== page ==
Ultimately, your client will also tell you exactly what they need from you. Still, based on the service you provide and the impact you have on your users, you can determine which type of SOC report applies to you and begin the process early so you can have your report ready to go.
How to get a SOC 1 or SOC 2 report
SOC 1 and SOC 2 reports can take weeks or months to complete, but you can simplify the process by starting off on the right foot. Begin by doing your own assessment of your system to see where you’re following best practices and where you fall short. This readiness assessment will make your finished audit smoother and faster. In fact, a compliance automation tool like Vanta can streamline the process even further by conducting your readiness assessment for you and giving you a clear list of the controls you may be missing.
When you are proud of the security and operations controls you have in place, the next step is to hire an external auditor. This auditor does an in-depth investigation of your system and your operations to prepare your SOC 1 or SOC 2 report.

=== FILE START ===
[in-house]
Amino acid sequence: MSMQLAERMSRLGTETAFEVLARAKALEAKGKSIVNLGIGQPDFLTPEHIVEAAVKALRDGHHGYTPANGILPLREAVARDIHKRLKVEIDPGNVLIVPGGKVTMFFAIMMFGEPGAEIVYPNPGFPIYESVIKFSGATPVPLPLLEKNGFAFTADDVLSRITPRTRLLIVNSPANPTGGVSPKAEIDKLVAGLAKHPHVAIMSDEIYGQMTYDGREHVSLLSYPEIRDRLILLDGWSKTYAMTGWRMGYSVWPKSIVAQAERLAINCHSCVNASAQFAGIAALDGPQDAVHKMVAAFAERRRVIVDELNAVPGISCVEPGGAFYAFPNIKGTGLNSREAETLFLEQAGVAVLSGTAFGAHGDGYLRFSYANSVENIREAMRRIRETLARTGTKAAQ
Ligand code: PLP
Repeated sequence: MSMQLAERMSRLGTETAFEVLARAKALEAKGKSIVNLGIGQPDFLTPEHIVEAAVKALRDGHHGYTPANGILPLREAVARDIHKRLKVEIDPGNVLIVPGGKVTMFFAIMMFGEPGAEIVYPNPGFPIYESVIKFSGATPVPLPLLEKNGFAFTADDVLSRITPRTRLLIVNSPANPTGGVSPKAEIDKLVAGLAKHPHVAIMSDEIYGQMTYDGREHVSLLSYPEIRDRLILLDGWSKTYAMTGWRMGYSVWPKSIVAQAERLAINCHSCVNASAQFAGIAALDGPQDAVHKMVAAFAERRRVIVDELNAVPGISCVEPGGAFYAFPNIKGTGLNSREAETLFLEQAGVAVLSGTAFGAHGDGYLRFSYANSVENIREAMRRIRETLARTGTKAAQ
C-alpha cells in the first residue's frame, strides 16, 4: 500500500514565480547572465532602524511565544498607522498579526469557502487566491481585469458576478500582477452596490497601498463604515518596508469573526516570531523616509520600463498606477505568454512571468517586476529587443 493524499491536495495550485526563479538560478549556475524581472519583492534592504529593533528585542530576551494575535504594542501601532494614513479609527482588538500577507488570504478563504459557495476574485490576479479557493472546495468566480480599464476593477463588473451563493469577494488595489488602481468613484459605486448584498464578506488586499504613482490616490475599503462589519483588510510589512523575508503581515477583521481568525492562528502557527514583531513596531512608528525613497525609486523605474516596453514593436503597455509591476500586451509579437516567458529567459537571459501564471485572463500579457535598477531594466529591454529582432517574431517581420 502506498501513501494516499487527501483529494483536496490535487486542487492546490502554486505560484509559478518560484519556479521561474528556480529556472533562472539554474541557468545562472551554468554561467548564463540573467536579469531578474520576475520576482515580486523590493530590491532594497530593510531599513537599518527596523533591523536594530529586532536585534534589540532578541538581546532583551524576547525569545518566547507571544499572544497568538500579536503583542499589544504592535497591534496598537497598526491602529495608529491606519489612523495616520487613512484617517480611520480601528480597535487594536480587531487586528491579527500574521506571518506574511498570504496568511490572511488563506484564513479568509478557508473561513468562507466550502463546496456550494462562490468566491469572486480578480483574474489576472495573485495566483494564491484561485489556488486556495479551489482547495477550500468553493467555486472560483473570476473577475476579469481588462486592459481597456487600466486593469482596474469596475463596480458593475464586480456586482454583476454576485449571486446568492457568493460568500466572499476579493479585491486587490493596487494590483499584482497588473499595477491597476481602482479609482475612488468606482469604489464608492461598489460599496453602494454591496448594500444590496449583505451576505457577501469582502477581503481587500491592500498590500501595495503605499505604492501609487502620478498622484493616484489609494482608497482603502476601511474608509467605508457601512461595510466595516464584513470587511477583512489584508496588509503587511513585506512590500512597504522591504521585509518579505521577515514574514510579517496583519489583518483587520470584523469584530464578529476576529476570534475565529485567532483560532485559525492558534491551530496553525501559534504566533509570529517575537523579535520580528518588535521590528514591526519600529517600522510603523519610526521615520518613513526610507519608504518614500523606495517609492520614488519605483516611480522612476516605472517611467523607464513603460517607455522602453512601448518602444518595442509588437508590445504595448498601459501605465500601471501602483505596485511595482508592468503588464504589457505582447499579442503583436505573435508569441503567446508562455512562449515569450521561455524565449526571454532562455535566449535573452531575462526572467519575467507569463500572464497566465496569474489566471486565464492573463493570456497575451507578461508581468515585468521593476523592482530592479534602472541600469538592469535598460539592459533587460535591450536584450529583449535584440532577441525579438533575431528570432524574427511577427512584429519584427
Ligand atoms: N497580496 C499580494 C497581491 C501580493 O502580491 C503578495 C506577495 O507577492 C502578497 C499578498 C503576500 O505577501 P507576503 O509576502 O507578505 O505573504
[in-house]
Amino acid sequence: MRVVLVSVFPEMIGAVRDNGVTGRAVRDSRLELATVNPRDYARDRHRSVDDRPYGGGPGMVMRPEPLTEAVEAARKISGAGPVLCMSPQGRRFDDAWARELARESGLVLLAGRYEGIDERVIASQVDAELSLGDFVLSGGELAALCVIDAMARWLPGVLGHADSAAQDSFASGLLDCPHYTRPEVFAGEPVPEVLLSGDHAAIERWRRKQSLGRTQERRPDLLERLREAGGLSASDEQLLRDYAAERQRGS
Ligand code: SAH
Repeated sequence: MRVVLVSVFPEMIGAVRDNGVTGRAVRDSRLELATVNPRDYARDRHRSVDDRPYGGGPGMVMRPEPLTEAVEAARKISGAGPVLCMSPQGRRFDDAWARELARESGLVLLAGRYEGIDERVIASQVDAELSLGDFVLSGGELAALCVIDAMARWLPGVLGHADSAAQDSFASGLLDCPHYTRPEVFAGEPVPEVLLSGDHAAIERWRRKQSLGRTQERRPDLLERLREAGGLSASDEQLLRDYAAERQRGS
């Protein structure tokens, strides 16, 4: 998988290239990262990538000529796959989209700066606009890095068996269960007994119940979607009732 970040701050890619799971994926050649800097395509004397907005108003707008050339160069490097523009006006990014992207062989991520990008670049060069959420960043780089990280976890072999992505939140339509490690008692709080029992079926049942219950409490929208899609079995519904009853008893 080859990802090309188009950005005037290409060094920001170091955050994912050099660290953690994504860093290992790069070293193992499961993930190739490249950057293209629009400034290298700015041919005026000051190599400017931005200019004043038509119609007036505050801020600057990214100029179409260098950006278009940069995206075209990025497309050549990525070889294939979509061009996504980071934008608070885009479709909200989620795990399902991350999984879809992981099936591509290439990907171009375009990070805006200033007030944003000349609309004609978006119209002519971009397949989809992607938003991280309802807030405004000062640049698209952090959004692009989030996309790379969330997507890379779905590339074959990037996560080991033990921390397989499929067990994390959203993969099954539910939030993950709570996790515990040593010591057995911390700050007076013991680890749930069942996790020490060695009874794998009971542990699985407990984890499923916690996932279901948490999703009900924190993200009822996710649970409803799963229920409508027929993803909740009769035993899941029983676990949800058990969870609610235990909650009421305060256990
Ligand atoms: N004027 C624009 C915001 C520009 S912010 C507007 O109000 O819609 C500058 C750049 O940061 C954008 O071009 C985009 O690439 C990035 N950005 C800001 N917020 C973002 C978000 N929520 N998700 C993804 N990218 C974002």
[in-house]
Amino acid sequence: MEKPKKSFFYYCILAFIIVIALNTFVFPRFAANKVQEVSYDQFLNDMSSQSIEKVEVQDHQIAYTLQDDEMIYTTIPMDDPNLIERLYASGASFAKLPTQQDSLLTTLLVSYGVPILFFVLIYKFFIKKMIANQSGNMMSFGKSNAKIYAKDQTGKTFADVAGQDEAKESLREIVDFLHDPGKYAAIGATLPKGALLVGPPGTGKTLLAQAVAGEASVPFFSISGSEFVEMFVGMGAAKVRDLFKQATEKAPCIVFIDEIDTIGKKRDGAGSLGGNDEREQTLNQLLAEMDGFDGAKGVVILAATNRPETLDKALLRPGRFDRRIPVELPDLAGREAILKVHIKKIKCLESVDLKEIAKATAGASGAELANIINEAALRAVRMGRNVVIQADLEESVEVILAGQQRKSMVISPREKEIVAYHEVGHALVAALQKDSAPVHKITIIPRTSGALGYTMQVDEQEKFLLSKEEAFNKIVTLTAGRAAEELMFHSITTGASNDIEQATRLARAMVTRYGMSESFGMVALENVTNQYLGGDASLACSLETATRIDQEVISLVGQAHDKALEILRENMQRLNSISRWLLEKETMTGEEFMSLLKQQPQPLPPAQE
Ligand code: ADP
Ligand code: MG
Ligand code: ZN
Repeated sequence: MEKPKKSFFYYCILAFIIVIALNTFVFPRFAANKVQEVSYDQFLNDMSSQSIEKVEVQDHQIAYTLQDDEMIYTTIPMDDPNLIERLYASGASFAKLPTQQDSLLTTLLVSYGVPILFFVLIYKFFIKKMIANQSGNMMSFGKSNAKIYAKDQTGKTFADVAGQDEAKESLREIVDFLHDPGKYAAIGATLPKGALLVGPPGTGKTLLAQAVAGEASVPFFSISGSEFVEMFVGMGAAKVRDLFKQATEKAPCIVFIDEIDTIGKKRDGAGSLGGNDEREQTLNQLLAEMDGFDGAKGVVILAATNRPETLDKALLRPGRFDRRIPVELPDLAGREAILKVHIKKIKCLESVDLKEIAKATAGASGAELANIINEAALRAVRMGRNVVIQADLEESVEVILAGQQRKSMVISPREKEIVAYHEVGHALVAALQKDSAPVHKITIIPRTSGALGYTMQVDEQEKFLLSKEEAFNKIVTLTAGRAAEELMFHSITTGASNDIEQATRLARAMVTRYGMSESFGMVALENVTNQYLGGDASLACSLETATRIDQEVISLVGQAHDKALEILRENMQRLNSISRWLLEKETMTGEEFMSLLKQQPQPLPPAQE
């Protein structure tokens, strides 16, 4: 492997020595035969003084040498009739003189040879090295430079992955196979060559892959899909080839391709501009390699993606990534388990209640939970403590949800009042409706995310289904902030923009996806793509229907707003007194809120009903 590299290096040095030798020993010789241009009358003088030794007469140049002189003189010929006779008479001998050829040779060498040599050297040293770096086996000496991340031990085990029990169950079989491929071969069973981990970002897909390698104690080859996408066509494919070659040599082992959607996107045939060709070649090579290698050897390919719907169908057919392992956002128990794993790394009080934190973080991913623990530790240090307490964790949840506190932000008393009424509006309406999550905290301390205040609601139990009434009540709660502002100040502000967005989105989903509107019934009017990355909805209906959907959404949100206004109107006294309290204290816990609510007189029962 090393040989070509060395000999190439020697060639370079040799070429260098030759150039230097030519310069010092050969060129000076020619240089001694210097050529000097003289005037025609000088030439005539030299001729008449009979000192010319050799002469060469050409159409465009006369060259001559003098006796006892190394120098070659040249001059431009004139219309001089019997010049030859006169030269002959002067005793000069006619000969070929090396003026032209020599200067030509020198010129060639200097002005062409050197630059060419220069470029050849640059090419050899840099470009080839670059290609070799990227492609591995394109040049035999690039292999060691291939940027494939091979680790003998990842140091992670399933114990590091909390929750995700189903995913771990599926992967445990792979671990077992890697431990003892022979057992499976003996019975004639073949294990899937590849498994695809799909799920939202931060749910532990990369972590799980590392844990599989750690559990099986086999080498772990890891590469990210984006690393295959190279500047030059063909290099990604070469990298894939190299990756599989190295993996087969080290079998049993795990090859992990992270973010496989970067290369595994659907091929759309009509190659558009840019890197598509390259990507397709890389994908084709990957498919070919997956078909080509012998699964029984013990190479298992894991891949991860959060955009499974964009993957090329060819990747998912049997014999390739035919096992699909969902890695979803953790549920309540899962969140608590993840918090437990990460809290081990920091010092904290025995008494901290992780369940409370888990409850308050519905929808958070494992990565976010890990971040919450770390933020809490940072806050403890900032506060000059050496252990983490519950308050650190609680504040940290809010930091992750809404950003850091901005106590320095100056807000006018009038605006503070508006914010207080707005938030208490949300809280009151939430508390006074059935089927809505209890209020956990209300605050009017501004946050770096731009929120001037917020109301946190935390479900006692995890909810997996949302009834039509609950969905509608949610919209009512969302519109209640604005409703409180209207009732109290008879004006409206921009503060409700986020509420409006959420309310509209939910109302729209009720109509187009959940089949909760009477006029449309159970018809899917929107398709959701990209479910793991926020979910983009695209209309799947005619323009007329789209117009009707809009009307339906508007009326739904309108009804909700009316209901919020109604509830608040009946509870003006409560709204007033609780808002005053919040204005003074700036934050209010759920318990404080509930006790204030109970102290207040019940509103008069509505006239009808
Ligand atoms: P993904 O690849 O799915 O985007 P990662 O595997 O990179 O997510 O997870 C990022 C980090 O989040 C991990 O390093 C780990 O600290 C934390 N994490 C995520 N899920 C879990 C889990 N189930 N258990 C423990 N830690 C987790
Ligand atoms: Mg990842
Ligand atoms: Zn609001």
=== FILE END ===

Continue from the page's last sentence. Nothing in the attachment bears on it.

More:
If you want to fast-track your SOC 2 report, learn more about Vanta SOC 2 compliance automation and how it can guide you in getting your report and opening new doors for your business.
Learn more about SOC 2
PCI Compliance Selection Guide
Determine Your PCI Compliance Level
If your organization processes, stores, or transmits cardholder data, you must comply with the Payment Card Industry Data Security Standard (PCI DSS), a global mandate created by major credit card companies. Compliance is mandatory for any business that accepts credit card payments.
When establishing strategies for implementing and maintaining PCI compliance, your organization needs to understand what constitutes a Merchant or Service Provider, and whether a Self Assessment Questionnaire (SAQ) or Report on Compliance (ROC) is most applicable to your business.